Russia’s first big international shipment of its coronavirus vaccine — 300,000 doses sent to Argentina last week — consisted only of the first dose of the two-shot vaccine, which is easier to make than the second dose, sources told Reuters.

Unlike most other Covid-19 vaccines, which are given as two shots of the same product, the Russian Sputnik V vaccine relies on two doses delivered using different inactive viruses, known as vectors.

The Gamaleya Institute that developed the vaccine says it is more than 91 per cent effective after the two-dose course.

But some Russian manufacturers are finding the second dose, which is administered 21 days after the first, to be less stable, two sources said, revealing a new challenge for the country’s ambitious national inoculation programme.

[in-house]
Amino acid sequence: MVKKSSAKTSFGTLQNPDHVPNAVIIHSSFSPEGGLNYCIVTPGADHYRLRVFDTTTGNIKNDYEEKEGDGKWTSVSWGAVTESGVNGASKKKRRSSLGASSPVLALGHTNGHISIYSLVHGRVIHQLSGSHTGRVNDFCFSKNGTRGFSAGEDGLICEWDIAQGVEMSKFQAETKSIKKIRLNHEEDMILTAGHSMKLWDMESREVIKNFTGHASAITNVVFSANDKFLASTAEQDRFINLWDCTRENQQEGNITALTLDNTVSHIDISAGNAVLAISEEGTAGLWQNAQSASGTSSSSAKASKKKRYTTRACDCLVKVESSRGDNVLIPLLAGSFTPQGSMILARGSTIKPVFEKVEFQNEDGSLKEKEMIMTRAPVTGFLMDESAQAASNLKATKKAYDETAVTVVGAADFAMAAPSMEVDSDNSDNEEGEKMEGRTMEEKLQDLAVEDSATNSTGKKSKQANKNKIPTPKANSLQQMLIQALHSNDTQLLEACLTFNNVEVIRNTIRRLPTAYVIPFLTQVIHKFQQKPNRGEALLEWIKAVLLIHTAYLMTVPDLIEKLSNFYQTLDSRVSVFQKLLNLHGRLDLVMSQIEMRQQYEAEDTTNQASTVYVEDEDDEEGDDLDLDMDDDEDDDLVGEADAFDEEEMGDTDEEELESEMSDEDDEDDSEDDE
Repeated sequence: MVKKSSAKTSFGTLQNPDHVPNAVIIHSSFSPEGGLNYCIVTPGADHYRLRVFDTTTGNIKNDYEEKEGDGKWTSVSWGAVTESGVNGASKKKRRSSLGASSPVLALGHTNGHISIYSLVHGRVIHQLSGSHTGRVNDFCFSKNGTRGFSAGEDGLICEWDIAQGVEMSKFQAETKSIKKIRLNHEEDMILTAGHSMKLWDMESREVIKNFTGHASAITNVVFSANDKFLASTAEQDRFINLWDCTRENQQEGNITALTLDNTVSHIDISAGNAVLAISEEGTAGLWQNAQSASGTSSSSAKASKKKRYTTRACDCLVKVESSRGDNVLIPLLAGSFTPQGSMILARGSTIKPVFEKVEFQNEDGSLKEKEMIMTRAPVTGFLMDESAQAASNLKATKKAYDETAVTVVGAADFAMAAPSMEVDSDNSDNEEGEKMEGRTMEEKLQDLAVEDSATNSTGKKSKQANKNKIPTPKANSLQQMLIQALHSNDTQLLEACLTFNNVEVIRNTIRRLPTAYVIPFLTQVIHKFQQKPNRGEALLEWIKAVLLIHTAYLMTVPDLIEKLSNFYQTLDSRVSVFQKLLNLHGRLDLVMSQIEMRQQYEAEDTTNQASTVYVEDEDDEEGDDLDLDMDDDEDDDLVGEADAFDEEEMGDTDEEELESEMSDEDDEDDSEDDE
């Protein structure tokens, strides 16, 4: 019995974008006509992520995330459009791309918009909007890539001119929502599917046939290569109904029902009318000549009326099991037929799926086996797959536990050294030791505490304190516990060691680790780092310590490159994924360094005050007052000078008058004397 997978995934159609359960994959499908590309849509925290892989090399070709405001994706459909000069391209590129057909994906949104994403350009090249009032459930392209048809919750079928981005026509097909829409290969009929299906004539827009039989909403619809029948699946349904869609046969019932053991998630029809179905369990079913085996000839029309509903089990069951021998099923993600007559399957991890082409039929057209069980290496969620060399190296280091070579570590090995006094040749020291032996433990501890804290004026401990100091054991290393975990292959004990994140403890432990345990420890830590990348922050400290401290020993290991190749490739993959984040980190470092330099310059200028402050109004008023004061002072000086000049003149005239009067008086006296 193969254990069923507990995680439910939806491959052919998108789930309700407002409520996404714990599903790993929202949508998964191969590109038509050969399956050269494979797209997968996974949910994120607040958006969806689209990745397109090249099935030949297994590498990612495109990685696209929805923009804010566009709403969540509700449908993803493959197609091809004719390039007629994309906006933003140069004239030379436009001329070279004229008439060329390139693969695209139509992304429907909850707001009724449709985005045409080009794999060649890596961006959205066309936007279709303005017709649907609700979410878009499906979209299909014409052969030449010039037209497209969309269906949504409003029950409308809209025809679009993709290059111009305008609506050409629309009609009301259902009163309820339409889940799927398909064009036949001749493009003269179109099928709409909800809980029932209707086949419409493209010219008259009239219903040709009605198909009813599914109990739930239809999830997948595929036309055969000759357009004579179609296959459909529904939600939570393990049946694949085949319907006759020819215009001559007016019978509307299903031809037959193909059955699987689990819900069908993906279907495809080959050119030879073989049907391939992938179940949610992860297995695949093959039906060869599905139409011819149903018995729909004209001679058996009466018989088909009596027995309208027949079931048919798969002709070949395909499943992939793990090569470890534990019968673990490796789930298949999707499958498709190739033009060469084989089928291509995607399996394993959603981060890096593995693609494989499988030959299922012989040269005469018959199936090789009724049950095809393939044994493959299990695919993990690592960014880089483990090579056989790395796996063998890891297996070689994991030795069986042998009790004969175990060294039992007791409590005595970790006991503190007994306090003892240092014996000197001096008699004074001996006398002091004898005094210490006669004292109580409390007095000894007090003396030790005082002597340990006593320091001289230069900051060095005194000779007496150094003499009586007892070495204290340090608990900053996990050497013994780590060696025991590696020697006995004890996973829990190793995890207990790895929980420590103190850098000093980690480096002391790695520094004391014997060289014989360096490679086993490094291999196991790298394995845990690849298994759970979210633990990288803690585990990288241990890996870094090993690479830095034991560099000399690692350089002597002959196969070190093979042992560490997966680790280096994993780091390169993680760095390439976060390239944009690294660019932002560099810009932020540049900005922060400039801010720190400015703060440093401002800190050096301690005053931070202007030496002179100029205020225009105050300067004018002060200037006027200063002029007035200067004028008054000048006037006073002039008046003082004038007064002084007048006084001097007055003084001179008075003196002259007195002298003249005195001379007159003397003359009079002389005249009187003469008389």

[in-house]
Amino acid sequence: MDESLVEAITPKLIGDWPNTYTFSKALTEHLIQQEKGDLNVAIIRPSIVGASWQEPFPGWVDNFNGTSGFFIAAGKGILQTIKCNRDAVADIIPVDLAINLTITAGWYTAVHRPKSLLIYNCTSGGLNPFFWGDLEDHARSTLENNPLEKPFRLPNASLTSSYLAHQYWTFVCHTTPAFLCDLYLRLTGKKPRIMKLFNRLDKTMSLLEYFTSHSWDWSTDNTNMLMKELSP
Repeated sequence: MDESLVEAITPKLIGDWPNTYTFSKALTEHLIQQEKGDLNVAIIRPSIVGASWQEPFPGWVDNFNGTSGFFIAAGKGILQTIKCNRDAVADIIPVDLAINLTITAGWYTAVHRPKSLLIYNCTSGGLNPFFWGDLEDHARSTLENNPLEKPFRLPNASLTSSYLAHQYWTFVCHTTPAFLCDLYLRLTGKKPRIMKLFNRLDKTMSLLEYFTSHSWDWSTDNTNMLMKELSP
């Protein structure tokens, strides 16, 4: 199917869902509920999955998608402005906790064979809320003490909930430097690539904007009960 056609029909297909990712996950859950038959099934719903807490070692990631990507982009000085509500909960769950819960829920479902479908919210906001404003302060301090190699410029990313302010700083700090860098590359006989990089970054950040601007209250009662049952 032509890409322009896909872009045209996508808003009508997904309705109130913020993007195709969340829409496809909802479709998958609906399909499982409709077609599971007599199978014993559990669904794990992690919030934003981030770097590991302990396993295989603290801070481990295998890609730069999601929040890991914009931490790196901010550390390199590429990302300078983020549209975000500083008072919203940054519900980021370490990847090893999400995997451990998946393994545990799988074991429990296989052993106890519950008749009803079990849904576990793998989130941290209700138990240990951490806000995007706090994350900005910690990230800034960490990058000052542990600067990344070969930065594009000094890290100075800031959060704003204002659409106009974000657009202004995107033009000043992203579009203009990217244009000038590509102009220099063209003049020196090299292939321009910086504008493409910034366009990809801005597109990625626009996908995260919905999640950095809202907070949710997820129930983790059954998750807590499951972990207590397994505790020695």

The decision to send doses of the vaccine to Argentina caused an outcry at home, where the lifesaving drug is still mostly unavailable to the general public outside the capital Moscow.

Russia has not said exactly how many people have received it. The Gamaleya Institute said last week 650,000 doses had been released for Russia’s domestic vaccination programme so far.





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